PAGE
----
Attending talks is the bane of many a physicist’s existence. Taking an hour out of your busy schedule to listen to someone you know you’ll only understand for fifteen minutes, hoping that they’ll at least give you a vague idea of why you should care but expecting that they won’t…who would willingly subject people to that?
Well, I would.
I’ve signed up to be the High Energy Theory Seminar organizer for the Niels Bohr Institute this year. Most physics institutes hold regular seminars, usually once or twice a week, where they invite speakers from the surrounding region and all over the world. Organizing these seminars is a job often handed to one of the local postdocs: in this case, me.
In the past I’ve put some thought into the purpose of seminars, but mostly from the perspective of someone attending and occasionally giving them. Now that I’m involved in organizing them, entirely new questions present themselves.
Are seminars for work, or for fun? On the one hand, seminars can be a way to keep up with your own field and pick up useful techniques from others. Looked at in that way, I should invite speakers whose interests line up with the researchers at NBI. On the other hand, seminars can be a good way to find out what’s going on outside of your own field, to satisfy your curiosity about the “next big thing”. Sometimes you see a paper and wish you could ask the author what they were thinking, seminars let you ask face to face.
Is it better to invite big names, or grad students? The big-name people might give better talks on more interesting topics, and they enhance the prestige of the seminar series. They also tend to be busy, and don’t need the talks as much as the grad students do.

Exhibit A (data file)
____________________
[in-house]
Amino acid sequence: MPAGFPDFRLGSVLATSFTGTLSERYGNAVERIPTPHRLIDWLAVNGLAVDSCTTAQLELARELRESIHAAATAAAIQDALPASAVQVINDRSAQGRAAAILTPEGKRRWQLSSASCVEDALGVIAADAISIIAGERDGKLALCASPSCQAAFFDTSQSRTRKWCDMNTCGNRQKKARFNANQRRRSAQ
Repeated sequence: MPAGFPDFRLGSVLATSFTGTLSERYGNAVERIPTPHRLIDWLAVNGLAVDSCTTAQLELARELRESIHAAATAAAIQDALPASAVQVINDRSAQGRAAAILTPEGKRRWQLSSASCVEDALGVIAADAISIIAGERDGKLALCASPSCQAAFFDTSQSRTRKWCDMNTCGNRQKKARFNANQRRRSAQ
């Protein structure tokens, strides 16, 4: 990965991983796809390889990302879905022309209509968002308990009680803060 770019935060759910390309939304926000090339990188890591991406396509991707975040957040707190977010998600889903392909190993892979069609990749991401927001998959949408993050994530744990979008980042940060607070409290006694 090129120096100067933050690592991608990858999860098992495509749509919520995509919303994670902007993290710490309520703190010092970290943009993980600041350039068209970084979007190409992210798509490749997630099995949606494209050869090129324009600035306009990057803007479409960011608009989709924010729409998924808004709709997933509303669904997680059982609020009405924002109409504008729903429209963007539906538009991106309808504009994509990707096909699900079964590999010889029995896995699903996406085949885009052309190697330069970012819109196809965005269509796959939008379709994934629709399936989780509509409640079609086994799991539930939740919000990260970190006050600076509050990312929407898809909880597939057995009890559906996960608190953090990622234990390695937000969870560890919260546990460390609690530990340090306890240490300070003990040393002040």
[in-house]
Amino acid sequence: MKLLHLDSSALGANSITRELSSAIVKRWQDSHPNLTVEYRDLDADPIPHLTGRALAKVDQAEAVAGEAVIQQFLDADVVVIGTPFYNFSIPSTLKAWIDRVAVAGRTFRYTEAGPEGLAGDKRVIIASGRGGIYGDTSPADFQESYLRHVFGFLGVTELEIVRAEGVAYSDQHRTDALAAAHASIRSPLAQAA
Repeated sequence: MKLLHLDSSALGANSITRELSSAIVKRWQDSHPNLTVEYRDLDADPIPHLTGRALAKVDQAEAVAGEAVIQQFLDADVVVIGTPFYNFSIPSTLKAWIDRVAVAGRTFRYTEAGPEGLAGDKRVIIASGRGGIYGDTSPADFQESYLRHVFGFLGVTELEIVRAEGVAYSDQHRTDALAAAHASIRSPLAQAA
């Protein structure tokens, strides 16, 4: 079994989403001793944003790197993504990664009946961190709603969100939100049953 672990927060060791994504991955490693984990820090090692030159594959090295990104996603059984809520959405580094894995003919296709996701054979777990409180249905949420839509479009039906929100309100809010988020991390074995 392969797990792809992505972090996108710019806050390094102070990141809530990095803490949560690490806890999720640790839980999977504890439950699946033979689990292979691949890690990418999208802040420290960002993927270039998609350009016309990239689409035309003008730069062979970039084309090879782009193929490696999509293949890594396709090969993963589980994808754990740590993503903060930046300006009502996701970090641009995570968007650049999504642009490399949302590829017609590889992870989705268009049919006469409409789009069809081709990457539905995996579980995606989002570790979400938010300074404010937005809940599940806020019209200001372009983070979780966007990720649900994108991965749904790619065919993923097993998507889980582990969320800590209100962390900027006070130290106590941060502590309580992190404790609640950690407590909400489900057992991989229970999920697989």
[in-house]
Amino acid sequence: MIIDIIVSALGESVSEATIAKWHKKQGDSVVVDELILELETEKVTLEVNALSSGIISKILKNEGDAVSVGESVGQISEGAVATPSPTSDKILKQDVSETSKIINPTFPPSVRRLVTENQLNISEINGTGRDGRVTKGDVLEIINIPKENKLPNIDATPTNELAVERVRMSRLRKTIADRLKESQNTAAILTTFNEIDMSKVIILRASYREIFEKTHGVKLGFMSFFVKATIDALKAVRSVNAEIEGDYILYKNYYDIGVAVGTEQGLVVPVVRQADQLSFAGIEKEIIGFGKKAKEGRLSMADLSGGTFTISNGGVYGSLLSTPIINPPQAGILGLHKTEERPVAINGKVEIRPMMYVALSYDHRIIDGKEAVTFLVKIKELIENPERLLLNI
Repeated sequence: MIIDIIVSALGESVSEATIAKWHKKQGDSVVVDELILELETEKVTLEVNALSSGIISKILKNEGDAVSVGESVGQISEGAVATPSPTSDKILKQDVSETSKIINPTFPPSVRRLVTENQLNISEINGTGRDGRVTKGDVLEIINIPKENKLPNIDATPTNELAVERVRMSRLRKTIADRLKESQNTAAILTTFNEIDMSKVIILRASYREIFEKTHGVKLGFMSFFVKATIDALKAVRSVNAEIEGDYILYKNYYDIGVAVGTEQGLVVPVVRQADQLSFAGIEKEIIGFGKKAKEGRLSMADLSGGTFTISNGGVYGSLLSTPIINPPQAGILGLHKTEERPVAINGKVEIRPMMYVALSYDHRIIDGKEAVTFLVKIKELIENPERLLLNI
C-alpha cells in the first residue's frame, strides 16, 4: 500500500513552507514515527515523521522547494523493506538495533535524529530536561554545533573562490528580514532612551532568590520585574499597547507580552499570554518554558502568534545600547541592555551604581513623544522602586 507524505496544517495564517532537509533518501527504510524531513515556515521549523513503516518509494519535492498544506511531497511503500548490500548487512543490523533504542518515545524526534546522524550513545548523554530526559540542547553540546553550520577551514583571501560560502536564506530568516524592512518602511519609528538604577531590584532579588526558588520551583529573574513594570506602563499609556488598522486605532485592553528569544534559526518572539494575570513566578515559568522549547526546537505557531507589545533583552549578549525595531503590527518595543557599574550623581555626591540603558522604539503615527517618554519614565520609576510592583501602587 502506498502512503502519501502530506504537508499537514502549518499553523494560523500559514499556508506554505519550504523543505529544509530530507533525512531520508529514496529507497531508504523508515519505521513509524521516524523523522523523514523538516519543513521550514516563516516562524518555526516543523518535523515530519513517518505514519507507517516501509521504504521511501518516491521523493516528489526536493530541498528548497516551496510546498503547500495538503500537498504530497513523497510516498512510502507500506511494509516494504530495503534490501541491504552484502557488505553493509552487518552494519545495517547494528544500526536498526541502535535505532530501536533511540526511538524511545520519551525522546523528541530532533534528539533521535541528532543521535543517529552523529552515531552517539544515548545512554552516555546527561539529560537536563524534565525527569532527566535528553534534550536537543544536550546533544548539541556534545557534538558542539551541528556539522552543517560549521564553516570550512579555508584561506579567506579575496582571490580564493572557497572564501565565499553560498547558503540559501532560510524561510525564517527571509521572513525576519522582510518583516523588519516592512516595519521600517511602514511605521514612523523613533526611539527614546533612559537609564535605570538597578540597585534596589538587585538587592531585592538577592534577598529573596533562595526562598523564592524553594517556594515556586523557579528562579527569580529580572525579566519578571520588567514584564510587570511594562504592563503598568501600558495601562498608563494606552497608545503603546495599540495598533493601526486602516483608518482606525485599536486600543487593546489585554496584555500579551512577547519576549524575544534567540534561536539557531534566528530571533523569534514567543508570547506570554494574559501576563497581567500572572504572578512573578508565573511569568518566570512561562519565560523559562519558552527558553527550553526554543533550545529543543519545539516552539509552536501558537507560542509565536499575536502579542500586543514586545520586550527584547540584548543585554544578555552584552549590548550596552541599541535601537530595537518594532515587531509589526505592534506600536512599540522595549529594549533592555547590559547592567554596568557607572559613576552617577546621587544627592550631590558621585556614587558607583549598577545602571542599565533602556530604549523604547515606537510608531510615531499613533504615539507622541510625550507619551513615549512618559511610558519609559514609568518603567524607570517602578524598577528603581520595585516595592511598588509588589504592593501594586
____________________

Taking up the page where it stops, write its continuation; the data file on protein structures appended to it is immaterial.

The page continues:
People from nearby, or far away? It’s cheaper to invite people from nearby, but you want at least a few big names from farther away.
For most of these, the right approach is a balanced one. You want to invite people whose interests line up with your colleagues, but also a few more distant people for breadth. You want a mix of established big-name people and younger researchers, nearby people and far away ones.
The Niels Bohr Institute does a lot of seminars, typically two per week. Even with a co-organizer filling half of them, that’s a lot of ground to cover, a lot of room to balance all of these goals.
Seminar organizers get exposed to a wide range of researchers working on a wide range of topics. It’s supposed to be good for the career, the ultimate networking experience. For myself, I’m still quite specialized, so I’m hoping this will be a good opportunity to broaden my interests and learn about what others are doing. Along the way, perhaps I’ll get a better idea of what seminars are really for.